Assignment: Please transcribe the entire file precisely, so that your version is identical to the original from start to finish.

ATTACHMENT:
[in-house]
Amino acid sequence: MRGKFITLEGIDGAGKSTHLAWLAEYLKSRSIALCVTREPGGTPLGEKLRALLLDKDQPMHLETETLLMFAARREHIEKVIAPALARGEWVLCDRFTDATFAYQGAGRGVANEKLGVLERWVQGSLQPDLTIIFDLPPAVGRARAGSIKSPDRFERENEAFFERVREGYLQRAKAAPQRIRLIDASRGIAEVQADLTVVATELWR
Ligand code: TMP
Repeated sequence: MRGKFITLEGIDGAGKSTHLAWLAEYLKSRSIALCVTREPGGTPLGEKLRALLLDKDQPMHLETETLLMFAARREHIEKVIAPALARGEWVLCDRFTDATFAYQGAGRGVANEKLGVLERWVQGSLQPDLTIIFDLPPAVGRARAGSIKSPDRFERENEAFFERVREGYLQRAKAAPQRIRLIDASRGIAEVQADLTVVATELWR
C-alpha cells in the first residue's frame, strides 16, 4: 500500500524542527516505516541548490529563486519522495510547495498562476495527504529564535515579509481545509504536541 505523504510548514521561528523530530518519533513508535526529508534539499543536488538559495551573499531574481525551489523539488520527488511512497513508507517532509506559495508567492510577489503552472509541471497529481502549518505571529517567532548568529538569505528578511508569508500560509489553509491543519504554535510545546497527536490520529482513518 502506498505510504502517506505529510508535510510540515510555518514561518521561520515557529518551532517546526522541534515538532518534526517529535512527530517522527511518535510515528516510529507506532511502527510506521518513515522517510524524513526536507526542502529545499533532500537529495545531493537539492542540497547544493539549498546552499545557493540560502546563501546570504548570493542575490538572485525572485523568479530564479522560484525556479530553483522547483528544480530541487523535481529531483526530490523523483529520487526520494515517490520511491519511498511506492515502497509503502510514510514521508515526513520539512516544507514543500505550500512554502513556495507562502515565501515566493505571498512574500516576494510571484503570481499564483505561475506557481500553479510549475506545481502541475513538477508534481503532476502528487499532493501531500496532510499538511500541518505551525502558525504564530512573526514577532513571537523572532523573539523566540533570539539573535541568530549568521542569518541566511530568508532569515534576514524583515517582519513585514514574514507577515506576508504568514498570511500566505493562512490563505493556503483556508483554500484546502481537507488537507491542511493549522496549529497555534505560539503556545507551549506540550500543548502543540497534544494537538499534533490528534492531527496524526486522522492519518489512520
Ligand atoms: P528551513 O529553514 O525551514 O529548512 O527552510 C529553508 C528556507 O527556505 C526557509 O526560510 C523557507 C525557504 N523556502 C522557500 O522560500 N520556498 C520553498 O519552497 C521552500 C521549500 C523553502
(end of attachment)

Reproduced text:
[in-house]
Amino acid sequence: MRGKFITLEGIDGAGKSTHLAWLAEYLKSRSIALCVTREPGGTPLGEKLRALLLDKDQPMHLETETLLMFAARREHIEKVIAPALARGEWVLCDRFTDATFAYQGAGRGVANEKLGVLERWVQGSLQPDLTIIFDLPPAVGRARAGSIKSPDRFERENEAFFERVREGYLQRAKAAPQRIRLIDASRGIAEVQADLTVVATELWR
Ligand code: TMP
Repeated sequence: MRGKFITLEGIDGAGKSTHLAWLAEYLKSRSIALCVTREPGGTPLGEKLRALLLDKDQPMHLETETLLMFAARREHIEKVIAPALARGEWVLCDRFTDATFAYQGAGRGVANEKLGVLERWVQGSLQPDLTIIFDLPPAVGRARAGSIKSPDRFERENEAFFERVREGYLQRAKAAPQRIRLIDASRGIAEVQADLTVVATELWR
C-alpha cells in the first residue's frame, strides 16, 4: 500500500524542527516505516541548490529563486519522495510547495498562476495527504529564535515579509481545509504536541 505523504510548514521561528523530530518519533513508535526529508534539499543536488538559495551573499531574481525551489523539488520527488511512497513508507517532509506559495508567492510577489503552472509541471497529481502549518505571529517567532548568529538569505528578511508569508500560509489553509491543519504554535510545546497527536490520529482513518 502506498505510504502517506505529510508535510510540515510555518514561518521561520515557529518551532517546526522541534515538532518534526517529535512527530517522527511518535510515528516510529507506532511502527510506521518513515522517510524524513526536507526542502529545499533532500537529495545531493537539492542540497547544493539549498546552499545557493540560502546563501546570504548570493542575490538572485525572485523568479530564479522560484525556479530553483522547483528544480530541487523535481529531483526530490523523483529520487526520494515517490520511491519511498511506492515502497509503502510514510514521508515526513520539512516544507514543500505550500512554502513556495507562502515565501515566493505571498512574500516576494510571484503570481499564483505561475506557481500553479510549475506545481502541475513538477508534481503532476502528487499532493501531500496532510499538511500541518505551525502558525504564530512573526514577532513571537523572532523573539523566540533570539539573535541568530549568521542569518541566511530568508532569515534576514524583515517582519513585514514574514507577515506576508504568514498570511500566505493562512490563505493556503483556508483554500484546502481537507488537507491542511493549522496549529497555534505560539503556545507551549506540550500543548502543540497534544494537538499534533490528534492531527496524526486522522492519518489512520
Ligand atoms: P528551513 O529553514 O525551514 O529548512 O527552510 C529553508 C528556507 O527556505 C526557509 O526560510 C523557507 C525557504 N523556502 C522557500 O522560500 N520556498 C520553498 O519552497 C521552500 C521549500 C523553502